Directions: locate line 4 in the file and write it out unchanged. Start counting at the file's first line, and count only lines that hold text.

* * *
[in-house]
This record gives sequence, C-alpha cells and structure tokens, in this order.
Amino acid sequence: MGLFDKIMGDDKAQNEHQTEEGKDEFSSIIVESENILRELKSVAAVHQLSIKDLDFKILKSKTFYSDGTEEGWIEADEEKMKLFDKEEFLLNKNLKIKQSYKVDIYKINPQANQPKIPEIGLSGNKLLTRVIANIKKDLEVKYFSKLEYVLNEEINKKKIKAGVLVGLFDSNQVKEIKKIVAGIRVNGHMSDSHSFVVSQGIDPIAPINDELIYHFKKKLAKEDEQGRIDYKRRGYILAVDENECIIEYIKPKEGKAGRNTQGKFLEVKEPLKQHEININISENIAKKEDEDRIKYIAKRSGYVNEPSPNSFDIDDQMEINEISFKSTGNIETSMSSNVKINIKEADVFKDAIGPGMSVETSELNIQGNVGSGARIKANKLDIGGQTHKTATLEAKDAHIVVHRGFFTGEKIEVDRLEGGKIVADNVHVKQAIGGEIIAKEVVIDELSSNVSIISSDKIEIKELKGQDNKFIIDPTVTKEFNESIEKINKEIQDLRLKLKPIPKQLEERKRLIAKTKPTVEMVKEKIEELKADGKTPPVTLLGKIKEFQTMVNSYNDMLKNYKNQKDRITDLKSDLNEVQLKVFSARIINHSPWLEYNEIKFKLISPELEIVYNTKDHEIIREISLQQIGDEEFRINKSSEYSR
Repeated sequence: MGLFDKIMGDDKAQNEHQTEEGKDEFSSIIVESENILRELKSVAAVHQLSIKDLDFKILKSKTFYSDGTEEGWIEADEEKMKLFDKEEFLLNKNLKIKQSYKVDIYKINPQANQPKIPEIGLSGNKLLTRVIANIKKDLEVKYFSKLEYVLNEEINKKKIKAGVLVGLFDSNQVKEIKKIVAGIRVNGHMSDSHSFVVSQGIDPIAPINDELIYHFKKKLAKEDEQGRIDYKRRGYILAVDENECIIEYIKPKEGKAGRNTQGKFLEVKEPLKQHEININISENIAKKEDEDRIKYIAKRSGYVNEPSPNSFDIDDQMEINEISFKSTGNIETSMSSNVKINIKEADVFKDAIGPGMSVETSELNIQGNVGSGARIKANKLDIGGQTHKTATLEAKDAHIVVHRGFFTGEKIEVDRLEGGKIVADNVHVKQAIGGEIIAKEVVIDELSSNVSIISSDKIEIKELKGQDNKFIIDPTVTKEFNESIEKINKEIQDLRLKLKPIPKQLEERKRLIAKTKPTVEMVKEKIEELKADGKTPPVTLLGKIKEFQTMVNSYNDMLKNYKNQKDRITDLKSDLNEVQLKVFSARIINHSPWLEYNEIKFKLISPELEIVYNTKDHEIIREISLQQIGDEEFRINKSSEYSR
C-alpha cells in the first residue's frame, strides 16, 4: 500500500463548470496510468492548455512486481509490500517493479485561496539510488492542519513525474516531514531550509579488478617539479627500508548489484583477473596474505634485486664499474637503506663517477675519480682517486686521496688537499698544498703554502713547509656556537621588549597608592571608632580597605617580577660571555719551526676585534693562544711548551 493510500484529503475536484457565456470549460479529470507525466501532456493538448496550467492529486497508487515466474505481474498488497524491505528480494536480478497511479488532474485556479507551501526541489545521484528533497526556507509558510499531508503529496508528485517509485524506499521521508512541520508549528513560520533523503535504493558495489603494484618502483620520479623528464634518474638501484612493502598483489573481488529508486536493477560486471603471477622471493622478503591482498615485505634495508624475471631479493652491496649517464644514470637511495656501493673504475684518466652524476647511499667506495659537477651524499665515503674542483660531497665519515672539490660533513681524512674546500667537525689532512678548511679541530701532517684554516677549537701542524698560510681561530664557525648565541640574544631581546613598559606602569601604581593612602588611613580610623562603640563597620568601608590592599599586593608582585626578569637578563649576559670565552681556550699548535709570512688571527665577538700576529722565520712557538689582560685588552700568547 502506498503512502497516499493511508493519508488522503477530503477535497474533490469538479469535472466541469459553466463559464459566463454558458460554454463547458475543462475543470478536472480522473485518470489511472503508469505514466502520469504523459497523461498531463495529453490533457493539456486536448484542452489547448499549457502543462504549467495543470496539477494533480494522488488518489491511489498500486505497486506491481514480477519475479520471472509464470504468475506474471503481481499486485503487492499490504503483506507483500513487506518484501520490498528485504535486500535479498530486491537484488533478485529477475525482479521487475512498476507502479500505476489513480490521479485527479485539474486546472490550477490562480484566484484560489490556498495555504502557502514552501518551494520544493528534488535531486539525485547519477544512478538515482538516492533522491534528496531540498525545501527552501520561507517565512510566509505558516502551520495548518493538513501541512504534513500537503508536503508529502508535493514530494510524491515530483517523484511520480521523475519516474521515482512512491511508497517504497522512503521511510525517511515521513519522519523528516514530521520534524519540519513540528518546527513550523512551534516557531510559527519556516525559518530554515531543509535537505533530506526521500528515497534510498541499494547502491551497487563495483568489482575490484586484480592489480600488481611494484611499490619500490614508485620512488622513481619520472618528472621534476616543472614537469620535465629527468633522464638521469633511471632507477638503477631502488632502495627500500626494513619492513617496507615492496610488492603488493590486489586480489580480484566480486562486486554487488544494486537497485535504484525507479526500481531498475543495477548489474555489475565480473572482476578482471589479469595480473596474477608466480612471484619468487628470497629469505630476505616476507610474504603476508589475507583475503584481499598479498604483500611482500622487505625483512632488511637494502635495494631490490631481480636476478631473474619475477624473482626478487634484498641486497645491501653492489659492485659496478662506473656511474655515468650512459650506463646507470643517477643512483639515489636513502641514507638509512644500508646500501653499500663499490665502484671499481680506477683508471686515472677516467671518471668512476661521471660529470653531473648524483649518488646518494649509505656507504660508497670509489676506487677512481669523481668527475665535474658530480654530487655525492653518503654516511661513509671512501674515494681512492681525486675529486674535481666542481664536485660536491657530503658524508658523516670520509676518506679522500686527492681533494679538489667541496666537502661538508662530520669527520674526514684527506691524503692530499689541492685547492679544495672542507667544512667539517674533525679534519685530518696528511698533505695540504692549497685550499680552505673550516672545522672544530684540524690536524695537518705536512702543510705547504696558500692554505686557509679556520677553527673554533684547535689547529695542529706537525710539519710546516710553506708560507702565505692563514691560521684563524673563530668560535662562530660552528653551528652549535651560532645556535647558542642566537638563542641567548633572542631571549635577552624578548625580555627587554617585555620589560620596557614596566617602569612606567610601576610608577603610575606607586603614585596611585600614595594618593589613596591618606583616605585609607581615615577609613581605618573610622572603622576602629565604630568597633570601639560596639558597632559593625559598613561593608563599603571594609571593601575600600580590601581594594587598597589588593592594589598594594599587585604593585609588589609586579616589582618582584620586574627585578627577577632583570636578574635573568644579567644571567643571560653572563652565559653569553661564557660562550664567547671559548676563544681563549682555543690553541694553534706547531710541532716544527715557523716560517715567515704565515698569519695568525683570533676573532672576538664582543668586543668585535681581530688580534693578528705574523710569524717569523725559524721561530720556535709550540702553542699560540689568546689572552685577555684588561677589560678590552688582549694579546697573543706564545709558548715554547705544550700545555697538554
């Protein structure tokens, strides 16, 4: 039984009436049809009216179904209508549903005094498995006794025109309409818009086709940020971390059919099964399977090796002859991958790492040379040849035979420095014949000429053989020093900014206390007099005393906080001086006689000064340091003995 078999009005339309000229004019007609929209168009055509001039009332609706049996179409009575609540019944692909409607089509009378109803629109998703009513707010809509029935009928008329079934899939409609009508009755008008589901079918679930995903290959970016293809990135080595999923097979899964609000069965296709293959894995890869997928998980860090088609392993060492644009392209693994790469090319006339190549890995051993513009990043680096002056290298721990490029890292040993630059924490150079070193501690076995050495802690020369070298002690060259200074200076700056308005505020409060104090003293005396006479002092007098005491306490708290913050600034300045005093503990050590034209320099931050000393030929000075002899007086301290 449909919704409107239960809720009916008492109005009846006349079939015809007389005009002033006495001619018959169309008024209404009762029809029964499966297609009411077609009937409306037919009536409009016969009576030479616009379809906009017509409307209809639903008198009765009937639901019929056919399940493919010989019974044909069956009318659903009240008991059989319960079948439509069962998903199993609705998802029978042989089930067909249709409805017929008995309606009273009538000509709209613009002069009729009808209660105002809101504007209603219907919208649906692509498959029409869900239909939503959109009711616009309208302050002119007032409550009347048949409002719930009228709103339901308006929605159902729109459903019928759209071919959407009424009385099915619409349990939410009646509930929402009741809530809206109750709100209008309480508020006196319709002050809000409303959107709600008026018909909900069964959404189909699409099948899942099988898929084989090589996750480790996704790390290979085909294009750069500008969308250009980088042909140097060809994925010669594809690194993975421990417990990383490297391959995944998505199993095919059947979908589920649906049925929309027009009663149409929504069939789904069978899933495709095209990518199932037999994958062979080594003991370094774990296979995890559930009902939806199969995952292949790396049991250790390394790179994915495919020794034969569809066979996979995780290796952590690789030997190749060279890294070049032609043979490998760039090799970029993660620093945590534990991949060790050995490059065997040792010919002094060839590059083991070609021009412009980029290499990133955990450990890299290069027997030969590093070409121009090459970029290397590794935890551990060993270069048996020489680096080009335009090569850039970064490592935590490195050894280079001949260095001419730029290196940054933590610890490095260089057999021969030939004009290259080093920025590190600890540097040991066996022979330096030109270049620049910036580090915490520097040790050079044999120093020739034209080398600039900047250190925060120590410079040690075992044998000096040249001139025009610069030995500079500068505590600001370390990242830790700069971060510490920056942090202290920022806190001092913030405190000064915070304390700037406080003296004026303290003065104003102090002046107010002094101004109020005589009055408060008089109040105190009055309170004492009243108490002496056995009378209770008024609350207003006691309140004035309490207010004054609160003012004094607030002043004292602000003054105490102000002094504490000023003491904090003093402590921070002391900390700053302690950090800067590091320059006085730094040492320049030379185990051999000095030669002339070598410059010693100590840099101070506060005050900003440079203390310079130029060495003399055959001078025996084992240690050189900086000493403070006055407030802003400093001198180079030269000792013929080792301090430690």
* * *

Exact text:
Repeated sequence: MGLFDKIMGDDKAQNEHQTEEGKDEFSSIIVESENILRELKSVAAVHQLSIKDLDFKILKSKTFYSDGTEEGWIEADEEKMKLFDKEEFLLNKNLKIKQSYKVDIYKINPQANQPKIPEIGLSGNKLLTRVIANIKKDLEVKYFSKLEYVLNEEINKKKIKAGVLVGLFDSNQVKEIKKIVAGIRVNGHMSDSHSFVVSQGIDPIAPINDELIYHFKKKLAKEDEQGRIDYKRRGYILAVDENECIIEYIKPKEGKAGRNTQGKFLEVKEPLKQHEININISENIAKKEDEDRIKYIAKRSGYVNEPSPNSFDIDDQMEINEISFKSTGNIETSMSSNVKINIKEADVFKDAIGPGMSVETSELNIQGNVGSGARIKANKLDIGGQTHKTATLEAKDAHIVVHRGFFTGEKIEVDRLEGGKIVADNVHVKQAIGGEIIAKEVVIDELSSNVSIISSDKIEIKELKGQDNKFIIDPTVTKEFNESIEKINKEIQDLRLKLKPIPKQLEERKRLIAKTKPTVEMVKEKIEELKADGKTPPVTLLGKIKEFQTMVNSYNDMLKNYKNQKDRITDLKSDLNEVQLKVFSARIINHSPWLEYNEIKFKLISPELEIVYNTKDHEIIREISLQQIGDEEFRINKSSEYSR